Plugins: Software as a set of interchangeable parts

We were talking a lot about decoupling software using Dependency Injection and Inversion of Control.

When we reach a good decoupling level, we can start to build software as a plugin.

In this post, I am going to talk about software as a plugin and some of his features.

Plugins Series

What is Software as a Plugin?

We splitted the software in Main and Abstraction:

Main and Abstraction

Now, let’s transform this concept as software as a plugin:

Plugable application

We now see how an application is made of different plugins, those are managed by Main and distributed through the whole application.

A plugin is a piece of software that does pretty well a specific work, like defining Restful services, accessing a database, and so on.

The more interesting part of a plugin is that can be replaced by other plugin, that does the same job, but, in a different way, and your application won’t notice it.

NOTE: Your Abstraction is another plugin in your application, and it usually needs other plugins to work.

REMEMBER: As your Abstraction needs other plugins, you must apply what we saw in previous posts about Dependency Injection and Inversion of Control.

Defining Plugins

Let’s use the following example we saw on a previous post:

Common application

Now, let’s define which are plugins there:

We have here three plugins:

  • Abstraction plugin: This is our business rules, we usually won’t change this plugin for other, because is our core. However, this plugin usually uses other plugins, like in this case, the MySQL plugin.
  • MySQL plugin: Defines the database access to a MySQL database. This plugin implements the Repository contract.
  • Main plugin: This is our start up, in this case Spring, however, it can be JEE or Activities in Android apps.

Abstraction Plugin is the Most Important One

Abstraction plugin has our business logic, it means, we must build it pretty well to not depend on things that are not important (Dependency Injection and Inversion of Control).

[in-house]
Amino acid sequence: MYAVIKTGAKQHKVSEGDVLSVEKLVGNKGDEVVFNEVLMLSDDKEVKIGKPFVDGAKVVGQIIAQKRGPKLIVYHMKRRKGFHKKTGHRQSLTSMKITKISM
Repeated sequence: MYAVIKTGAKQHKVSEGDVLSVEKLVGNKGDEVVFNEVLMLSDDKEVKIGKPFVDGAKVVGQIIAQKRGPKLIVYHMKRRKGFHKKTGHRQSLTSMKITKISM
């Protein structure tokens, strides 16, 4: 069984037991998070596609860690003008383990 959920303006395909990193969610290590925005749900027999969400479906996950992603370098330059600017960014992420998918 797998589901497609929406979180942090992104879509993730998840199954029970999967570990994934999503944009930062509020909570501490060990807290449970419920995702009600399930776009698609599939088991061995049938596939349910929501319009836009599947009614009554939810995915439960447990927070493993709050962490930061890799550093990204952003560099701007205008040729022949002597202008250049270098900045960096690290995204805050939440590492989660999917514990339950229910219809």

As our Abstraction plugin needs other plugins to work, we should define how our Abstraction will interact with an specific plugin.

For instance, we create a Repository plugin specification that defines what is needed for our Abstraction in relation with data access.

If we move this interface to be defined into a specific plugin, we lost the capacity of replacement, we are coupling our Abstraction plugin against a specific data access plugin.

NOTE: A plugin specification is not only an interface, you might need Value Objects, DTOs, Utilities and so on.

Is It Easy to Create Plugins?

Short answer, not, it is not.

For example, you create a new plugin, like MongoDB plugin, implement the right interfaces from your Repository plugin definition, and your project will compile well. However, when you use your new plugin, your application could fail in runtime…. why?

Well, you might have broken the Liskov substitution principle.

Final Thought

Software as a plugin is a powerful concept, however, it is pretty difficult achieve, moreover, when you need to trade off your decisions in a normal project.

In a following post, I am going to talk about the Liskov substitution principle and how failing applying that could limit our decoupled software.

If you liked this post and are interested in hearing more about my journey as a Software Engineer, you can follow me on Twitter and travel together.



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